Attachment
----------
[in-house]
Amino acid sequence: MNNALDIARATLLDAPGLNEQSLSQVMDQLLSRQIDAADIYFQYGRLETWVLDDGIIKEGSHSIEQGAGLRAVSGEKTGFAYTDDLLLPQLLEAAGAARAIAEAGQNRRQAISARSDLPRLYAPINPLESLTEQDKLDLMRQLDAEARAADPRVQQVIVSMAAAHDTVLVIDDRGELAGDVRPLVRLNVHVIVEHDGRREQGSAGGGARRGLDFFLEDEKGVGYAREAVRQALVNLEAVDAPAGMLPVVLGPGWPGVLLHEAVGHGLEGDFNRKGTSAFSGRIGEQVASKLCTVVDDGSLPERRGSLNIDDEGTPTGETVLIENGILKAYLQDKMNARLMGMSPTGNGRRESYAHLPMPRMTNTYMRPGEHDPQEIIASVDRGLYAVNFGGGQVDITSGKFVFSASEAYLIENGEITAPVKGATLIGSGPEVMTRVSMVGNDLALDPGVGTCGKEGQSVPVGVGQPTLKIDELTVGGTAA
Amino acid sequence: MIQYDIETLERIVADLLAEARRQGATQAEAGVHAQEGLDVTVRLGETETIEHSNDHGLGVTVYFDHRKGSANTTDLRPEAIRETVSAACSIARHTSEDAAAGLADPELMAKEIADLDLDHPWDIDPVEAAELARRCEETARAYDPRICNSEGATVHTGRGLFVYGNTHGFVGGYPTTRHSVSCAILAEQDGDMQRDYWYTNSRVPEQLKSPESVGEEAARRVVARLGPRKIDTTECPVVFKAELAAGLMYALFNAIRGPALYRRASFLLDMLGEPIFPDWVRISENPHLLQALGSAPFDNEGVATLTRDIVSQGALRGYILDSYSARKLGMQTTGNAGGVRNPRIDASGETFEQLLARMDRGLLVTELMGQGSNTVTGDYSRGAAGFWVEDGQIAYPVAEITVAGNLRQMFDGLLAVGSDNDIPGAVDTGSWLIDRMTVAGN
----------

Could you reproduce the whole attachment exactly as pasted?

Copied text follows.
[in-house]
Amino acid sequence: MNNALDIARATLLDAPGLNEQSLSQVMDQLLSRQIDAADIYFQYGRLETWVLDDGIIKEGSHSIEQGAGLRAVSGEKTGFAYTDDLLLPQLLEAAGAARAIAEAGQNRRQAISARSDLPRLYAPINPLESLTEQDKLDLMRQLDAEARAADPRVQQVIVSMAAAHDTVLVIDDRGELAGDVRPLVRLNVHVIVEHDGRREQGSAGGGARRGLDFFLEDEKGVGYAREAVRQALVNLEAVDAPAGMLPVVLGPGWPGVLLHEAVGHGLEGDFNRKGTSAFSGRIGEQVASKLCTVVDDGSLPERRGSLNIDDEGTPTGETVLIENGILKAYLQDKMNARLMGMSPTGNGRRESYAHLPMPRMTNTYMRPGEHDPQEIIASVDRGLYAVNFGGGQVDITSGKFVFSASEAYLIENGEITAPVKGATLIGSGPEVMTRVSMVGNDLALDPGVGTCGKEGQSVPVGVGQPTLKIDELTVGGTAA
Amino acid sequence: MIQYDIETLERIVADLLAEARRQGATQAEAGVHAQEGLDVTVRLGETETIEHSNDHGLGVTVYFDHRKGSANTTDLRPEAIRETVSAACSIARHTSEDAAAGLADPELMAKEIADLDLDHPWDIDPVEAAELARRCEETARAYDPRICNSEGATVHTGRGLFVYGNTHGFVGGYPTTRHSVSCAILAEQDGDMQRDYWYTNSRVPEQLKSPESVGEEAARRVVARLGPRKIDTTECPVVFKAELAAGLMYALFNAIRGPALYRRASFLLDMLGEPIFPDWVRISENPHLLQALGSAPFDNEGVATLTRDIVSQGALRGYILDSYSARKLGMQTTGNAGGVRNPRIDASGETFEQLLARMDRGLLVTELMGQGSNTVTGDYSRGAAGFWVEDGQIAYPVAEITVAGNLRQMFDGLLAVGSDNDIPGAVDTGSWLIDRMTVAGN